Last week in class I presented on Freshly, the weekly meal delivery service that you can feel good about eating!
In case you forgot what Freshly was, here are some images to refresh your memory:
To elaborate further on Freshly’s services, the company offers bundles of 4, 6, 9, or 12 meal per week costing $49.99, $59.99, $89.99, $107.99 respectively. These meals are all delivered at once, to provide true “on-demand” service, since in the eyes of co-founder Michael Wystrach, “when you’re hungry, you’re hungry”. Having all of the meals in your kitchen for the week allows you to eat them at your leisure, or even bring them to work with you if you plan on having a late night at the office. All of the meals last at least 4-5 days in the refrigerator, and take just three minutes in the microwave to reheat.
Freshly’s menu offers both breakfast and lunch/dinner meals, and promises to use only all-natural, fresh ingredients. They use no refined sugars, and only sparingly use natural sweeteners like honey or maple. There is a list of 84 banned ingredients such as high fructose corn syrup, modified starches, and bleached flour. All of Freshly’s meals are certified gluten-free and peanut free. Freshly chose to make their entire menu gluten-free since a large enough portion of people have tended to shy away from gluten in recent years. Along with the fact that fiber and other nutrients found in glutinous grains, can be found in other natural foods.
The average Freshly meal contains 30 grams of protein and is around 500 calories. However, if the customer is looking for even more protein or even less caloric-dense meals, there are icons beneath the meal images conveying this nutrition information. This also helps Freshly compete with restaurants that offer takeout and delivery services, since restaurants rarely offer the nutritional information of every item on their menu. By offering nutritional meals and being transparent about all of their ingredients, Freshly is able to serve as its customers’ personal nutritionists.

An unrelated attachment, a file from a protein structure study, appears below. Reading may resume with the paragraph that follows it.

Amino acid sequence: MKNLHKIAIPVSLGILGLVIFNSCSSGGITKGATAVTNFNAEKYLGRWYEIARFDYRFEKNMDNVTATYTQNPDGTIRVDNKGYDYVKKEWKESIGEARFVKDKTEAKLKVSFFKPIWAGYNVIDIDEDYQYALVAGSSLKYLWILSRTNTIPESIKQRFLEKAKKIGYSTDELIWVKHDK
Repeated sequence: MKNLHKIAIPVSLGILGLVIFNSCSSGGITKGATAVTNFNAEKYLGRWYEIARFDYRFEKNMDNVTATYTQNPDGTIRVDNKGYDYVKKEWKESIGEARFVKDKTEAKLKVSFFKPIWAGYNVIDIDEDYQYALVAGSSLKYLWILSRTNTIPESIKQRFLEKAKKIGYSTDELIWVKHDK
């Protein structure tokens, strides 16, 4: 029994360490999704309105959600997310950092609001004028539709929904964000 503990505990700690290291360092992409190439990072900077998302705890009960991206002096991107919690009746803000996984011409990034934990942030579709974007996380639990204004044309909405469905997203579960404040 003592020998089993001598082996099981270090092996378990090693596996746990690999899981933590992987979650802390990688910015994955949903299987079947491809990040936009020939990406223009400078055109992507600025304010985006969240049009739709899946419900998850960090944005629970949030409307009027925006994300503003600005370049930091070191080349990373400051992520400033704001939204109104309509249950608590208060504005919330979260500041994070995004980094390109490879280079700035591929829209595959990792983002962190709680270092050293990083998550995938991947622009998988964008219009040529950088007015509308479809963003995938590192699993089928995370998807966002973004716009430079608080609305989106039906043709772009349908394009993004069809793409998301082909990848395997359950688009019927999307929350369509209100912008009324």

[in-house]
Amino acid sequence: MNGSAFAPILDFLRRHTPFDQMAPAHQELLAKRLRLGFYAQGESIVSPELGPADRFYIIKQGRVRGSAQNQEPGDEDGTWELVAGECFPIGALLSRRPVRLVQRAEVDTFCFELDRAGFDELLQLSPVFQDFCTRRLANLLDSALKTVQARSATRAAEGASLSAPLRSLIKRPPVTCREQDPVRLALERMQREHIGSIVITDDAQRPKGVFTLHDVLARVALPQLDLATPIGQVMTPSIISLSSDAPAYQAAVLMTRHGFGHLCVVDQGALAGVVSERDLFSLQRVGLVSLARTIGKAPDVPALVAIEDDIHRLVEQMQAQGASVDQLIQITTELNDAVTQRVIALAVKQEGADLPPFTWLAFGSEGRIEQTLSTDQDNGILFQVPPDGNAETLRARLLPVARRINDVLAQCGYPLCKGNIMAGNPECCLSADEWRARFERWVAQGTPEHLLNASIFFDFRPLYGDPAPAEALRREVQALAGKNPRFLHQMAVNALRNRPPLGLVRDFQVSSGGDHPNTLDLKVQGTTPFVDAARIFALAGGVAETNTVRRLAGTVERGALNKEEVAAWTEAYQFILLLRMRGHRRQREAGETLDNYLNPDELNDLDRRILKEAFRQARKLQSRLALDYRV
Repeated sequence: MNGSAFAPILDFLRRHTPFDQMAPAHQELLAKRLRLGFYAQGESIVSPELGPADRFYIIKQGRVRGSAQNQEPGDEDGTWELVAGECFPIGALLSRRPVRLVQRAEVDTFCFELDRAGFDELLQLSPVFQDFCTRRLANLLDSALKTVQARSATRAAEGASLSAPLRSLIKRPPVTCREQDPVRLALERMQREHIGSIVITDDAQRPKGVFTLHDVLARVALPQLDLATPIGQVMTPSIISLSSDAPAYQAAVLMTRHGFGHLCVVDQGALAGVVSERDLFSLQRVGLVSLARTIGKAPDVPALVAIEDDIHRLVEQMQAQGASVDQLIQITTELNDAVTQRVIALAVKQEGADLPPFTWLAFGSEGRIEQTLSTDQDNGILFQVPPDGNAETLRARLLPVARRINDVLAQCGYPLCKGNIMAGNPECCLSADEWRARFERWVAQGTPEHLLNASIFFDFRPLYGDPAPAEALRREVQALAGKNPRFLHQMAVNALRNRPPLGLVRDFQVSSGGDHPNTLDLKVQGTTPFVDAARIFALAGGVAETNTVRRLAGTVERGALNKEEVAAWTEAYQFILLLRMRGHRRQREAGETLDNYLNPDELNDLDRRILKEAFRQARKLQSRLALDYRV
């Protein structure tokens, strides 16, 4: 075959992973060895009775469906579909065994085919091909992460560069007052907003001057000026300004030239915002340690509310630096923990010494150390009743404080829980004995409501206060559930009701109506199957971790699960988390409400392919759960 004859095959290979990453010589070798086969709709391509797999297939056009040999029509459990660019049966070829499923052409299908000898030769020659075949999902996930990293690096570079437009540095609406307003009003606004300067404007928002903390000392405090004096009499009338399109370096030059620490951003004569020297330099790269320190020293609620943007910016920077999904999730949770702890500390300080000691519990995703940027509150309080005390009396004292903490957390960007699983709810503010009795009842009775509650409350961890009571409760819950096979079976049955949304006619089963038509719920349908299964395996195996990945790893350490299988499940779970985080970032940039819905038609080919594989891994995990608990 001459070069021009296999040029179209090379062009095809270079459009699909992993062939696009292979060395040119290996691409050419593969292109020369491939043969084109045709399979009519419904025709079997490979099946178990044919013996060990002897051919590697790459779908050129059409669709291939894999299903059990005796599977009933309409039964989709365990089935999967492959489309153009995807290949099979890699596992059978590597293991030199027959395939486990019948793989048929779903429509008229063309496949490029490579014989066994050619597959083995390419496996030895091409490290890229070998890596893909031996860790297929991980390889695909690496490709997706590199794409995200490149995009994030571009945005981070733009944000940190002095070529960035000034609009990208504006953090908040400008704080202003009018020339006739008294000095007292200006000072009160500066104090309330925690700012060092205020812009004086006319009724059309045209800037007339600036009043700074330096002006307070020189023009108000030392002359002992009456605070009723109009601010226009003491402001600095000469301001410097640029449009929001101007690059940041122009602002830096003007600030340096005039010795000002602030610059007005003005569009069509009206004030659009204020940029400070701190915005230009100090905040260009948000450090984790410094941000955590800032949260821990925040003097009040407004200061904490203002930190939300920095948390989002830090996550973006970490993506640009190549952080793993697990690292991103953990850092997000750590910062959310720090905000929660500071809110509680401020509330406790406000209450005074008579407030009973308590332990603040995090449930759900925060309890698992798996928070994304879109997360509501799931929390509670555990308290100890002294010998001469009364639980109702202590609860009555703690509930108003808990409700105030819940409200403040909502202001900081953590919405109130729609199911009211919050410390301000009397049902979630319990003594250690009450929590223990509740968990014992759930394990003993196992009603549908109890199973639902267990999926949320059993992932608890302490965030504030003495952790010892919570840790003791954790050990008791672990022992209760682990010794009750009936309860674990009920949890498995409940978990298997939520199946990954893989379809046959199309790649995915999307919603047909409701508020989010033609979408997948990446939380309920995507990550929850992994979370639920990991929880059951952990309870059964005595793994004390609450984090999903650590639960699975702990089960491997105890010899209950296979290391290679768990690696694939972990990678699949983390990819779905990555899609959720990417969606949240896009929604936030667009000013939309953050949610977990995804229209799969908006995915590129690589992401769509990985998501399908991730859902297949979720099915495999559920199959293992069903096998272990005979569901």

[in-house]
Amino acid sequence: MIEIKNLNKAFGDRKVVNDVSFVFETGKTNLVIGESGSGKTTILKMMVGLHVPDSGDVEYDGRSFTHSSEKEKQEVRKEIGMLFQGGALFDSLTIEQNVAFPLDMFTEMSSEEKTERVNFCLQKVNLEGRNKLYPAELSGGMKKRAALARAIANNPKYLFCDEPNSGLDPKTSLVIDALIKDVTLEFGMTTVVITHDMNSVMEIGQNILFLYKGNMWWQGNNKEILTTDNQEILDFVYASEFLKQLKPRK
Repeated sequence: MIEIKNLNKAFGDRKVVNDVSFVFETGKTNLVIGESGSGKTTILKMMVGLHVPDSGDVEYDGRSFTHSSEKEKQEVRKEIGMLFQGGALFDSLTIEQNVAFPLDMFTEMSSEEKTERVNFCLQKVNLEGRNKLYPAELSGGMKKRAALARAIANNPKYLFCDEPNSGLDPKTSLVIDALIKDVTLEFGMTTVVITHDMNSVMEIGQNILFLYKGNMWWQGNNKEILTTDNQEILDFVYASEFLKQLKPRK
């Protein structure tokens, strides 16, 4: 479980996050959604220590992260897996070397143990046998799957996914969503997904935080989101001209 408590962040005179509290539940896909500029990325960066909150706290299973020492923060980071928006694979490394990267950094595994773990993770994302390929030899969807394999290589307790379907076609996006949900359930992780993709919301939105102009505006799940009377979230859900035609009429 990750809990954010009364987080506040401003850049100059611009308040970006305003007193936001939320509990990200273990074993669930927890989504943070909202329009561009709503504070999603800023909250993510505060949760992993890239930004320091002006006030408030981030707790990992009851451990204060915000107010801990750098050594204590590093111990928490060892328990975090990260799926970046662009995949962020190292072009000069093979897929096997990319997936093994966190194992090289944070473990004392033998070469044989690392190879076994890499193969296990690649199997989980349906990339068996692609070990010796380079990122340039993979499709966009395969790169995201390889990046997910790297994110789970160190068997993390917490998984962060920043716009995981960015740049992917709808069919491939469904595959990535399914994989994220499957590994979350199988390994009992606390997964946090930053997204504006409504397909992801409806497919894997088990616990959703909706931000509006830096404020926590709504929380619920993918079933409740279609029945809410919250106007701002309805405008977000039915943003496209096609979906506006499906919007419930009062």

In addition to providing healthy meals for those with tight schedules, founders Michael and Carter set out to “democratize” these healthy meals through their company. Through Freshly, anyone is now able to enjoy a delicious, healthy, gourmet meal in the comfort of their own home at an affordable price. The notion that eating healthy costs more than it is worth now loses validity with the rise of companies like Freshly.
Some competitors that first come to mind when thinking of Freshly are Blue Apron or Hello Fresh, however upon further consideration, I do not feel that these are its true competitors. These meal kit services sell their customer the opportunity to cook a gourmet, healthy meal with a friend or family member, which is the opposite philosophy of Freshly. While Freshly markets to the health food industry as well, Freshly prioritizes speed and convenience by selling precooked meals. As a result, I find middleman delivery services such as Uber Eats, Grub Hub, and DoorDash as its true competitors. Though as I explained in my presentation, Freshly’s pricing includes its shipping fees, whereas these delivery services have fees in addition to the meal itself.
However, a related struggle I see Freshly having is marketing. Every time I have talked with someone about Freshly, they automatically assume I am talking about Hello Fresh. This comes from both a similarity in the names, and due to the rapid growth in the meal-kit industry. There are countless meal-kit subscriptions out there nowadays, however I have not been able to find other precooked meal delivery services like Freshly. Due to Freshly being one of the first in its field, many people do not yet understand what they offer, and how they differ from meal-kit services.
Now for some stats!
Freshly started up in 2013 with two million dollars in seed funding. They were then able to graduate to Series A funding and raise seven million, followed by 21 million in Series B funding. To date, they have finished their Series C funding with 77 million, with lead investors Nestle, Insight Venture Partners, and Highland Capital Partners.
As of 2016, there were 703,803 monthly web visitors, and the company’s annual revenue was around 4.3 million. For Freshly, this meant that they had experienced 20% monthly growth from their launch in 2015. Freshly’s growth has continued since then, and they are now opening a second kitchen in Maryland.
I am excited to see what the future will hold for Freshly, and am interested to see if other meal delivery services will begin to pop up, and how they will differentiate themselves.